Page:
The Soviet authorities considered Belarus to be of the utmost importance to the development of the Soviet partisan war from the very beginning. The main factors were its geography, with lots of dense forests and swamps, and its strategical position on the communications going from West to Moscow. In fact, Belorussian Communist bodies in the Eastern provinces of Belarus began to organize and facilitate organization of the partisan units on the day after the first directive issuing (directives No.1 of 1941-07-30 and No.2 of 1941-07-01). By the Soviet estimates, in August 1941 about 231 detachments were operating already. The «seed» units, formed and inserted into Belarus, totaled 437 by the end of the 1941, comprising more than 7.2 thousand personnel.[5] However, as the frontline moved further away, the logistical conditions steadily worsened for the partisan units, as the resources ran out, and there was no wide-scale support from over the frontline until March 1942.

One outstanding difficulty was the lack of radio communication, which wasn't addressed until April 1942. The support of the local people was also insufficient.[6] So, for several months, partisan units in Belarus were virtually left to themselves. Especially difficult for the partisans was the winter of 1941-1942, with severe shortages in ammunition, medicine and supplies. The actions of partisans were generally uncoordinated. In the circumstances, the German pacification operations in Summer and Fall 1941 were able to curb the partisan activity significantly. Many units went underground, and generally, in the late Fall 1941—early 1942, the partisan units weren't undertaking the significant military operations, limiting themselves to sorting out the organizational problems, building up the logistics support and gaining influence with the local people.[6] By the incomplete data, in the end of the 1941, 99 partisan detachments and about 100 partisan groups operated in Belarus.[7] In Winter 1941—1942, 50 partisan detachments and about 50 underground organization and groups operated in Belarus.[8][9] In the period (1941-12-01), the German guard forces in the Army Group «Center» rear comprised 4 security divisions, 2 SS brigades, 260 companies of different branches of service.[10]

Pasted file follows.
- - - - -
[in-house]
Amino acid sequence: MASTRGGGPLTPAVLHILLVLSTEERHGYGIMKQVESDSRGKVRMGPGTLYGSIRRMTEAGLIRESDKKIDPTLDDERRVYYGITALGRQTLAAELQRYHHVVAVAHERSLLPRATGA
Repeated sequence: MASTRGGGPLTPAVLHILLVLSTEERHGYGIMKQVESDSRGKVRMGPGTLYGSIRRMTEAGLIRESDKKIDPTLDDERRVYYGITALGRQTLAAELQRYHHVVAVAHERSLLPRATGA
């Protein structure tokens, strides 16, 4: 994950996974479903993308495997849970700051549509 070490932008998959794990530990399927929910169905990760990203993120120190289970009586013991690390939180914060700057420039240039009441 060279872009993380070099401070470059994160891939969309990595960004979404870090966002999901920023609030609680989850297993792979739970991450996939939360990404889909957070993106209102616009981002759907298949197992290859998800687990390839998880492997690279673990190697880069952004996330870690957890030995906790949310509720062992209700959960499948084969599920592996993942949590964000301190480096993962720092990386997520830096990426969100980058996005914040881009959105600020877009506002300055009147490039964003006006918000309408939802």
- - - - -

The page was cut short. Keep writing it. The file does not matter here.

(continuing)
The Moscow Battle turned the tide in the morale of the partisans and of the local people in general. However, the real turning point in the development of the partisan movement in Belarus, and, in fact, on the German-occupied territories in general, came in the course of the Soviet Winter 1942 offensive.

1942, Vitebsk Gate[edit]

The turning point in the development of the Soviet partisan movement came with the opening of the Vitsyebsk gate in February 1942. The partisan units were included in the overall Soviet strategical developments shortly after that, and the centralized organizational and logistical support had been organized, with Gate's existence being the very important facilitating factor.

See also: Central Headquarters of Partisan Movement, Special Belarusian courses.

The Germans treated the local population abysmally (with the notable exception of the fraction of the civil administration headed by Wilhelm Kube), maintained kolkhozes in East and restored land possessions in West, collecting heavy food taxes, rounded up and sent young people to work in the Germany.[11] Overwhelmingly, Jews and even small-scale Soviet activists would feel more secure in the partisan ranks. The direct boost to the partisan numbers were the Red Army POWs of the local origin, who were let out "to the homes" in Fall 1941, but ordered by Germans to "return to the concentration camps" in March 1942.[12]

In the Spring 1942, the aggregation of the smaller partisan units into brigades began, prompted by the experience of the first year of war. The coordination, numerical buildup, structural rework and now established logistical feed all translated to the greatly increased partisan units military capability, which showed, e.g., in the increased number of diversions on the railroads, reaching hundreds of engines and thousands of cars destroyed by the end of the year.[13]

In 1942, the terror campaign against the territorial administration, which was manned by the local people ("collaborators and traitors") was additionally emphasized.[14] This resulted, however, in the definite split of the local people's sympathies, resulting in the beginning of the organization of the Anti-Partisan units with native personnel in 1942.

By the November 1942, Soviet partisan units in Belarus numbered about 47.3 thousand personnel.[12]

1942, West Belarus[edit]

In January 1943, of 56,7 thousand Partisan personnel, 11,1 thousand were operating in the West Belarus, which was 3,5 less per 10 thousand local people than in the East, and even more so (up to 5—6 factor) if accounting for the much more efficient evacuation measures in the East in 1941.[15]